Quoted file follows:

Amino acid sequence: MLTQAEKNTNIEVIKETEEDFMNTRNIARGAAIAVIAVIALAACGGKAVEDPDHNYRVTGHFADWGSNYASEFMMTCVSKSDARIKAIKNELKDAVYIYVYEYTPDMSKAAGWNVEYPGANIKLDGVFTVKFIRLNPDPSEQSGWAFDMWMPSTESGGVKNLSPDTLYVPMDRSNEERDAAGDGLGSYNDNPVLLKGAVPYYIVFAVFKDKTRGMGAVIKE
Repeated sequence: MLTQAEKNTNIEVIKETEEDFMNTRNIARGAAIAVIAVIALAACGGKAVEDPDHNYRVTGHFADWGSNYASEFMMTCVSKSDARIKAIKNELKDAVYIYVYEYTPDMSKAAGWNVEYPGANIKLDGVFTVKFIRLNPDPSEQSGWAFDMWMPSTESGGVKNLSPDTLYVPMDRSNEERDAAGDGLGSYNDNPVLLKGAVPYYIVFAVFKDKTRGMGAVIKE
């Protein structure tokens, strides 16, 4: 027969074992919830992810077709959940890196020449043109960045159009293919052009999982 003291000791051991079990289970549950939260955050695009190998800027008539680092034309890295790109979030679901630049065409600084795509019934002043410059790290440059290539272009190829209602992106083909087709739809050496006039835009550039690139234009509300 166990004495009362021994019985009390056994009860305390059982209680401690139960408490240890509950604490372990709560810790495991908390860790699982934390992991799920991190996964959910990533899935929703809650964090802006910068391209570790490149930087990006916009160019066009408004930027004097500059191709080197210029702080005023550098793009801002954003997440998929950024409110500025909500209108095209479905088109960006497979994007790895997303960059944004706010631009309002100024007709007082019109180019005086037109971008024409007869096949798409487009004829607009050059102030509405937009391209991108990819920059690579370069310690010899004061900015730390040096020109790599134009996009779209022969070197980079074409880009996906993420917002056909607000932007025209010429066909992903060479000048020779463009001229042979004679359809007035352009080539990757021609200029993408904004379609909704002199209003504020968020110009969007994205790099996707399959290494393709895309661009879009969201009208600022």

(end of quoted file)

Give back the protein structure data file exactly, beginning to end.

Amino acid sequence: MLTQAEKNTNIEVIKETEEDFMNTRNIARGAAIAVIAVIALAACGGKAVEDPDHNYRVTGHFADWGSNYASEFMMTCVSKSDARIKAIKNELKDAVYIYVYEYTPDMSKAAGWNVEYPGANIKLDGVFTVKFIRLNPDPSEQSGWAFDMWMPSTESGGVKNLSPDTLYVPMDRSNEERDAAGDGLGSYNDNPVLLKGAVPYYIVFAVFKDKTRGMGAVIKE
Repeated sequence: MLTQAEKNTNIEVIKETEEDFMNTRNIARGAAIAVIAVIALAACGGKAVEDPDHNYRVTGHFADWGSNYASEFMMTCVSKSDARIKAIKNELKDAVYIYVYEYTPDMSKAAGWNVEYPGANIKLDGVFTVKFIRLNPDPSEQSGWAFDMWMPSTESGGVKNLSPDTLYVPMDRSNEERDAAGDGLGSYNDNPVLLKGAVPYYIVFAVFKDKTRGMGAVIKE
């Protein structure tokens, strides 16, 4: 027969074992919830992810077709959940890196020449043109960045159009293919052009999982 003291000791051991079990289970549950939260955050695009190998800027008539680092034309890295790109979030679901630049065409600084795509019934002043410059790290440059290539272009190829209602992106083909087709739809050496006039835009550039690139234009509300 166990004495009362021994019985009390056994009860305390059982209680401690139960408490240890509950604490372990709560810790495991908390860790699982934390992991799920991190996964959910990533899935929703809650964090802006910068391209570790490149930087990006916009160019066009408004930027004097500059191709080197210029702080005023550098793009801002954003997440998929950024409110500025909500209108095209479905088109960006497979994007790895997303960059944004706010631009309002100024007709007082019109180019005086037109971008024409007869096949798409487009004829607009050059102030509405937009391209991108990819920059690579370069310690010899004061900015730390040096020109790599134009996009779209022969070197980079074409880009996906993420917002056909607000932007025209010429066909992903060479000048020779463009001229042979004679359809007035352009080539990757021609200029993408904004379609909704002199209003504020968020110009969007994205790099996707399959290494393709895309661009879009969201009208600022």